Part of me hopes they'll sort it all out, but I'm becoming more and more certain that they're just not going to pay us the redundancy then claim bankruptcy when we try and take them to court or call ACAS on them (or whoever it might be).
     
  6. carling

    carling
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    If they fail to realise this and yet carry on trading you might have a case claiming that they traded insolvently, and that would mean they would not be able to hide behind limited liability and you could sue them personally.

    It's a grey area so if you have some serious money at stake consult a lawyer who specialises in this area. If there's a few of you in the same boat maybe split the cost of a consultation?
     
  7. OldAndSenile

    OldAndSenile
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    Trouble is, I don't know if I can afford to sure them without knowing if I'm going to get the money or not - it's a fair whack of cash, but then at the moment I have nothing, as I've got no job, so I need to decide if it's worth the risk! :rolleyes:

    I thought a limited company was limited to the liability of the directors - i.e. if the directors declare bankruptcy of the company they are themselves bankrupt. If this is the case, what good could suing them do when they've already declared they have no money?:lease:
     
  8. unique

    unique
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    a limited company is like a seperate entity. so if it goes bust the liability ends with the company. you can't then sue the director(s) or shareholders for any moeny lost. if it's deemed that those people weren't running the company in a legal manner then they may be made personally bankrupt, but that's usually a rare occurrance as it's difficult to prove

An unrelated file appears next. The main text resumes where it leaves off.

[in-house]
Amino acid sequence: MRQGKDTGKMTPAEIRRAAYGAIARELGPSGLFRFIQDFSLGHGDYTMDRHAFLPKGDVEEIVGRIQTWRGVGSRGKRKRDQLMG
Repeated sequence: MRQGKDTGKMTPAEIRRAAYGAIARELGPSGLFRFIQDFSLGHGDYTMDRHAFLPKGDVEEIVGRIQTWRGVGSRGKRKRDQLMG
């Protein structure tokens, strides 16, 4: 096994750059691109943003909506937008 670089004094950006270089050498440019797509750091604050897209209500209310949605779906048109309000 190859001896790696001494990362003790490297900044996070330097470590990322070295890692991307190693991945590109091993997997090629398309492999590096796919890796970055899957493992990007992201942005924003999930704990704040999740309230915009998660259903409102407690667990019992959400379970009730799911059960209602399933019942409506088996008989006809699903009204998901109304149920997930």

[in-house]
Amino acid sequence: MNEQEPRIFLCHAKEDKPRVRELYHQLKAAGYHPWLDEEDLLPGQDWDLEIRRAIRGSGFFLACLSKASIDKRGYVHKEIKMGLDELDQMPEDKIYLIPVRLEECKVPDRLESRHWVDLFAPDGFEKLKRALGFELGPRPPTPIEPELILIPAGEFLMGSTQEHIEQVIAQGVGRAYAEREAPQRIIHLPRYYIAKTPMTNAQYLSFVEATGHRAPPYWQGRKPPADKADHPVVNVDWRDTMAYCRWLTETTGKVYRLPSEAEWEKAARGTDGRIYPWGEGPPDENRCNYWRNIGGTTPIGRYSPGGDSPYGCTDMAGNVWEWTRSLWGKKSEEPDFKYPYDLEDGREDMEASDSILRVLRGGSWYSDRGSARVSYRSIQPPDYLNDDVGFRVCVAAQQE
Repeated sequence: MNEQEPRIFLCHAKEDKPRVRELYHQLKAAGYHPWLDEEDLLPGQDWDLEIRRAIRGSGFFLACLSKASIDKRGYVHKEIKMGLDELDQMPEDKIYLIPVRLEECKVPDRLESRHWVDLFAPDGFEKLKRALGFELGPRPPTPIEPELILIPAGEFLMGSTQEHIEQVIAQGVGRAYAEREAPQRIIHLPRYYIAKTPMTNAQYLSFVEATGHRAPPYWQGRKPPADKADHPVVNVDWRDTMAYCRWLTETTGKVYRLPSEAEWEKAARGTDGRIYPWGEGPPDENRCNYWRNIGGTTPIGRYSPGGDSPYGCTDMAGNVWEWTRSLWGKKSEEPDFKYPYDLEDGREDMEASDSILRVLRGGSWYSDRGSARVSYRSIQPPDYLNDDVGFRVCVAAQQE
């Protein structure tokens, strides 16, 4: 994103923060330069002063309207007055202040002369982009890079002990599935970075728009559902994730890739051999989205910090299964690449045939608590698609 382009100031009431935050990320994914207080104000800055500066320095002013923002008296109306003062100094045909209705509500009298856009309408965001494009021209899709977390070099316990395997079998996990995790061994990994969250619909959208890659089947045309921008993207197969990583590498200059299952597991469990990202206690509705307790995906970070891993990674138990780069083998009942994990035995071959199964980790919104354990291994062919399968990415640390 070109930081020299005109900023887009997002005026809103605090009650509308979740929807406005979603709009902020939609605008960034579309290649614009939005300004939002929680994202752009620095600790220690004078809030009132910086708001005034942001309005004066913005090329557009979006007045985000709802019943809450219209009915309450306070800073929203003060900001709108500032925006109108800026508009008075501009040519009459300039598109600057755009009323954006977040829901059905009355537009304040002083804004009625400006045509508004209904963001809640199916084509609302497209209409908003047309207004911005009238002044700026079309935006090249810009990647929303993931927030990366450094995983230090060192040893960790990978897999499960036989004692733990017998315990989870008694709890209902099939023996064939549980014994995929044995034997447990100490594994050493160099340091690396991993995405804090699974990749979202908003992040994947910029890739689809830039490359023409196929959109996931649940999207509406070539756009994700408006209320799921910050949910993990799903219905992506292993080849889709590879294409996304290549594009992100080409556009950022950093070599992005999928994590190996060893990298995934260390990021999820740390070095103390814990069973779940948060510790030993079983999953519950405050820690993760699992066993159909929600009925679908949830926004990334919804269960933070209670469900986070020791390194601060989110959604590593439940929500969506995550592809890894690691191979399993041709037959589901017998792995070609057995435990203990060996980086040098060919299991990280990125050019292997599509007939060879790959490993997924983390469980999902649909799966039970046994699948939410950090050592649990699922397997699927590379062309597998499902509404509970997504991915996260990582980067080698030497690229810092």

9. carling

    carling
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    As Unique said, Limited Liability means a company can go bankrupt without the Directors and owners being liable for the debt, as long as they followed the rules.

    Imagine if you owned 100 shares in Dixons and they went bust. You are one of the owners of the company. If DSG wasn't a limited liability you, personally, could be chased for the entire debt of the company! (This is the case with ordinary partnerships, each partner is fully liable for the entire debt. If all the other partners do a runner or are broke you would have to pay the lot)

    But if the Directors didn't do their job properly and carried on trading while technically insolvent, or started taking lots of money out of the company, they could have the limited liability protection taken away and then be personally liable. It's tough to prove though.

    If there's a few of you I would defiantly have a whip round and each put in twenty quid or so and see a lawyer. They may not be able to say much more than "You're screwed" but they might be able to do something that could ensure you're paid.
     
  10. Ian J

    Ian J
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    I am a bit confused as to what is actually happening. Is the company going to cease trading as you have previously mentioned that they don't have enough money to pay the redundancy plus the wages to those that are still there, which implies that they are carrying on trading.
     
  11. OldAndSenile

    OldAndSenile
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    They don't have the funds, as far as I am aware. They have, theoretically until the end of February to find/earn the money. I imagine they will cease trading if they can't find the wages, because they'll have little other option?